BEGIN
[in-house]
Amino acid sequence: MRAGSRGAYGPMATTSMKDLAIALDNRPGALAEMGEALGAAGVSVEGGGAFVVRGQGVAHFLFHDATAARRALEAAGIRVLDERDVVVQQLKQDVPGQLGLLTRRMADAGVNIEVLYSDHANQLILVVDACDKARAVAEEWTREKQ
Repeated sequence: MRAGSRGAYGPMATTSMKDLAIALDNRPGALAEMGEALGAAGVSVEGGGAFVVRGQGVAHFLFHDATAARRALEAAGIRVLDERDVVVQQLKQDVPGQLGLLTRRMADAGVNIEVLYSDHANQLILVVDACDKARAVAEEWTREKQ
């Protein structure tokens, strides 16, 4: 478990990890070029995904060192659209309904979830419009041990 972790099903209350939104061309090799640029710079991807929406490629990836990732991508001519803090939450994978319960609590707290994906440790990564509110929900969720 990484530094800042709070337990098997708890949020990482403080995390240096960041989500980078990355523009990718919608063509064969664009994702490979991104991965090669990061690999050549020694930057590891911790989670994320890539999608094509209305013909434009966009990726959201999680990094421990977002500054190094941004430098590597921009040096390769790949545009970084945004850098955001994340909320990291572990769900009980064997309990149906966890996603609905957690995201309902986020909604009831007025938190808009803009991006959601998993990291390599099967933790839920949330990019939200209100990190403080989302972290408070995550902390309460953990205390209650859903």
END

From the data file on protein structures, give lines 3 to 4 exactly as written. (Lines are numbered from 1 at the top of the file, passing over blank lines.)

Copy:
Repeated sequence: MRAGSRGAYGPMATTSMKDLAIALDNRPGALAEMGEALGAAGVSVEGGGAFVVRGQGVAHFLFHDATAARRALEAAGIRVLDERDVVVQQLKQDVPGQLGLLTRRMADAGVNIEVLYSDHANQLILVVDACDKARAVAEEWTREKQ
């Protein structure tokens, strides 16, 4: 478990990890070029995904060192659209309904979830419009041990 972790099903209350939104061309090799640029710079991807929406490629990836990732991508001519803090939450994978319960609590707290994906440790990564509110929900969720 990484530094800042709070337990098997708890949020990482403080995390240096960041989500980078990355523009990718919608063509064969664009994702490979991104991965090669990061690999050549020694930057590891911790989670994320890539999608094509209305013909434009966009990726959201999680990094421990977002500054190094941004430098590597921009040096390769790949545009970084945004850098955001994340909320990291572990769900009980064997309990149906966890996603609905957690995201309902986020909604009831007025938190808009803009991006959601998993990291390599099967933790839920949330990019939200209100990190403080989302972290408070995550902390309460953990205390209650859903």